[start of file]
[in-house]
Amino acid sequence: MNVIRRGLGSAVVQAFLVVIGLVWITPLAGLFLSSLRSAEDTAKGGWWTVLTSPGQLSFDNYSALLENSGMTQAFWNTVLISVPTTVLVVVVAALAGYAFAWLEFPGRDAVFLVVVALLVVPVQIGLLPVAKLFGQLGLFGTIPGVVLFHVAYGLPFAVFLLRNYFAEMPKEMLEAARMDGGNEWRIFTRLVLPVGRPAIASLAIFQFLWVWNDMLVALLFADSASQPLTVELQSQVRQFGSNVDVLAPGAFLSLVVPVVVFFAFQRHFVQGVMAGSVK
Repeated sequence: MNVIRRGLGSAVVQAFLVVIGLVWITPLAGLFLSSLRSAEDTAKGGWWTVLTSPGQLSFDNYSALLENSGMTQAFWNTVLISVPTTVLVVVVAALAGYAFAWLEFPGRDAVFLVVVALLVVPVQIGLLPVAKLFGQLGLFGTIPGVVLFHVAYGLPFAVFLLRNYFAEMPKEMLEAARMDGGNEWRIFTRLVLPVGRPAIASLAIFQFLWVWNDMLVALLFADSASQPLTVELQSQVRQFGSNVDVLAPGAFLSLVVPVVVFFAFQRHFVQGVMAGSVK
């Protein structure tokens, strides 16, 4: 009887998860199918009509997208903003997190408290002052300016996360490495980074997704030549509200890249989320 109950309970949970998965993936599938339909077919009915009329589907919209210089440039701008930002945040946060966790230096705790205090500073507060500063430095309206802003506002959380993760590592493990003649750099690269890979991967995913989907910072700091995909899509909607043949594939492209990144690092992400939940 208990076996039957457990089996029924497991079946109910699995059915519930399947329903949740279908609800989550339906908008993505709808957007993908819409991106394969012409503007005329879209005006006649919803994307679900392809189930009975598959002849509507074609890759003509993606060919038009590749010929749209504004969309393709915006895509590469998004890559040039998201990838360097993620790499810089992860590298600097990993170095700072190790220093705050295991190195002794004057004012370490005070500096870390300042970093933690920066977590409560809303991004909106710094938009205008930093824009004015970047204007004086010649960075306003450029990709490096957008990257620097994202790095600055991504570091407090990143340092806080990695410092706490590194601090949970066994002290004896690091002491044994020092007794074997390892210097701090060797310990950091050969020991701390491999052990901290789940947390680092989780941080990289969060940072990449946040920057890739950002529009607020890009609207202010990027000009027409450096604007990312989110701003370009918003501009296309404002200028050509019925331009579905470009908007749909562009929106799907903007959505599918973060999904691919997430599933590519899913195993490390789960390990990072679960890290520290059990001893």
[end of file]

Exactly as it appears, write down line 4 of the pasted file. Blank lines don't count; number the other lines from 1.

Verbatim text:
């Protein structure tokens, strides 16, 4: 009887998860199918009509997208903003997190408290002052300016996360490495980074997704030549509200890249989320 109950309970949970998965993936599938339909077919009915009329589907919209210089440039701008930002945040946060966790230096705790205090500073507060500063430095309206802003506002959380993760590592493990003649750099690269890979991967995913989907910072700091995909899509909607043949594939492209990144690092992400939940 208990076996039957457990089996029924497991079946109910699995059915519930399947329903949740279908609800989550339906908008993505709808957007993908819409991106394969012409503007005329879209005006006649919803994307679900392809189930009975598959002849509507074609890759003509993606060919038009590749010929749209504004969309393709915006895509590469998004890559040039998201990838360097993620790499810089992860590298600097990993170095700072190790220093705050295991190195002794004057004012370490005070500096870390300042970093933690920066977590409560809303991004909106710094938009205008930093824009004015970047204007004086010649960075306003450029990709490096957008990257620097994202790095600055991504570091407090990143340092806080990695410092706490590194601090949970066994002290004896690091002491044994020092007794074997390892210097701090060797310990950091050969020991701390491999052990901290789940947390680092989780941080990289969060940072990449946040920057890739950002529009607020890009609207202010990027000009027409450096604007990312989110701003370009918003501009296309404002200028050509019925331009579905470009908007749909562009929106799907903007959505599918973060999904691919997430599933590519899913195993490390789960390990990072679960890290520290059990001893």